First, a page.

As COVID-19 swept across the United States in 2020, health care professionals and patients quickly learned about the flaws in the public health system. Questions arose about equitable access to health care, the role of insurance and the quality of care in public hospitals serving uninsured people versus private hospitals serving people with private insurance. Taking the public Ben Taub Hospital—Houston’s “largest hospital for the poor . . . who cannot afford medical care”—as an example, medical researcher and practicing physician Ricardo Nuila explores these issues in The People’s Hospital: Hope and Peril in American Medicine.
Nuila has been an attending physician at Ben Taub for over 10 years, and he has discovered that “good care comes from connecting with your patients in whatever way you’re able.” Using the stories of five patients, Nuila weaves an intricate web of questions about the shortcomings of insurance and corporate medicine and reveals how Ben Taub has succeeded in providing access to health care for people who are medically and financially vulnerable.
For example, there’s Christian, a patient with chronic kidney disease who developed mysterious, debilitating knee pain. Because he was uninsured and had to pay out of pocket for his diagnosis and treatment, he traveled to a clinic in Mexico where he hoped his money would go further. A few weeks into his therapy, his knee pain diminished, and he moved back to Houston—but within weeks, he found himself facing the same medical issues again. When his kidneys started to fail and the insurance company denied him coverage, his mother admitted him to Ben Taub, where he started receiving hemodialysis on a regular basis and eventually left the hospital with hope.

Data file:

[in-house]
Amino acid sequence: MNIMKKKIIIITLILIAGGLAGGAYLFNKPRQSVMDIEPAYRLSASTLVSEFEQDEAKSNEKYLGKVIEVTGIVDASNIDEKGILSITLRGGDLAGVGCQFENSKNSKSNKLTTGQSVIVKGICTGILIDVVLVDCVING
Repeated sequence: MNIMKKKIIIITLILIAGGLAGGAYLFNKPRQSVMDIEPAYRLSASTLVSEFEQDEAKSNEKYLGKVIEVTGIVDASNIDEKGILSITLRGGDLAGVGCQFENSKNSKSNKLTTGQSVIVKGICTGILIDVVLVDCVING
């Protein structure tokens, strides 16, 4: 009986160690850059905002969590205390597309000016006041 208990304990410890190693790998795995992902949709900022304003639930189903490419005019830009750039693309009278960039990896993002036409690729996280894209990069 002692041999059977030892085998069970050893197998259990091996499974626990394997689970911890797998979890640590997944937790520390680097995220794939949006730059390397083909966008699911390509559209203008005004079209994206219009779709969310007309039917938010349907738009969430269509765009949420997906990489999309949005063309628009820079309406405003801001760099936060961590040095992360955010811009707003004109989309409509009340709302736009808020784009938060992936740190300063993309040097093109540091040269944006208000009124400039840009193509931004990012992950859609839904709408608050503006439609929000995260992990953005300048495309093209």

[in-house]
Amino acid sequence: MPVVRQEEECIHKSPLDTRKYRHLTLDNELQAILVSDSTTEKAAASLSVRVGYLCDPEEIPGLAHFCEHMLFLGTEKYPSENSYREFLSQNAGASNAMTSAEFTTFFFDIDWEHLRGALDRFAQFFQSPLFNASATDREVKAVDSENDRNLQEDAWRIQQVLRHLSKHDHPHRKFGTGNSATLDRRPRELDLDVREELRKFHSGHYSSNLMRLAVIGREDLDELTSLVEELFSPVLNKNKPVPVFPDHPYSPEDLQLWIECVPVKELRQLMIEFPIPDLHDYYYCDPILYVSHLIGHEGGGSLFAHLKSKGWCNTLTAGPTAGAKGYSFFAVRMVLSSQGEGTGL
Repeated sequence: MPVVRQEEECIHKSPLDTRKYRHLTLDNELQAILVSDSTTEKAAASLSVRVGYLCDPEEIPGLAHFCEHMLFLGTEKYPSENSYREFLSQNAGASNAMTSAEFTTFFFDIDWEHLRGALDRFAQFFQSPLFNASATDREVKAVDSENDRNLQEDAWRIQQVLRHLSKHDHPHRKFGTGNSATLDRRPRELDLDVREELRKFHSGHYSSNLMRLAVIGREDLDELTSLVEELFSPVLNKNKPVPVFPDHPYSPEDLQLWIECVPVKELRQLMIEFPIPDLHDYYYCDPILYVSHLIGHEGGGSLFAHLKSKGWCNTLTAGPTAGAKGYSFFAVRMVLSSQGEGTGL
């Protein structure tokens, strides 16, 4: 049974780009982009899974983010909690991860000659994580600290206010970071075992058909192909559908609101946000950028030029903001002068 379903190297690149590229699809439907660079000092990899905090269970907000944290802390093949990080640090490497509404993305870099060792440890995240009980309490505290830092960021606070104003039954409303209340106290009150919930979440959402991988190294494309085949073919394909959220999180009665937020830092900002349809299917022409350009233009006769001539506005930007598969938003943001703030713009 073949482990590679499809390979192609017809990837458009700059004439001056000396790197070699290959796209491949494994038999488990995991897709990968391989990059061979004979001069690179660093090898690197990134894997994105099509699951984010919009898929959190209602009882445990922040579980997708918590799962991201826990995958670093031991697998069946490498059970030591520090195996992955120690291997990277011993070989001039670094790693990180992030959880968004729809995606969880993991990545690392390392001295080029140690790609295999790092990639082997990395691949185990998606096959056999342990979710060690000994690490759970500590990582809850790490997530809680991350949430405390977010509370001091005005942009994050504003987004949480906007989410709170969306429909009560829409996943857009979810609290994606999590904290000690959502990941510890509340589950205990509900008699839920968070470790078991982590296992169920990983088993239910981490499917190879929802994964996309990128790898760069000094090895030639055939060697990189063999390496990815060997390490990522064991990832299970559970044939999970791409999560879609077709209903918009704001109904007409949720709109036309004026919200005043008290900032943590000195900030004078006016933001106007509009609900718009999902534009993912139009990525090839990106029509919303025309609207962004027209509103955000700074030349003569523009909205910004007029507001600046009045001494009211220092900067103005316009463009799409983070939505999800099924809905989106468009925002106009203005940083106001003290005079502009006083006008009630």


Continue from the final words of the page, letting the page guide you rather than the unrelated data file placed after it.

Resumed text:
Readers also meet Ebonie, who was 19 weeks into her pregnancy and experiencing dangerous levels of obstetric bleeding. After bouncing from hospital to hospital, she eventually landed at Ben Taub, where Nuila and another doctor developed a plan to deal with bleeding in the future and made sure she would be admitted to Ben Taub when it happened. Ben Taub also helped Ebonie apply for Medicaid so she would have an insurance safety net. Through his own experiences, and those of his patients and fellow health care professionals, Nuila paints a picture of a world where “people find healthcare and revere it like treasure.”
The People’s Hospital is an inspiring book that raises crucial questions about the future of American health care. Nuila illustrates that hospitals that make holistic decisions about care provide more effective and equitable treatment than those that ask simply about the ability of patients to cover expenses, reminding readers that the most effective health care systems always elevate humans and their needs over monetary gain.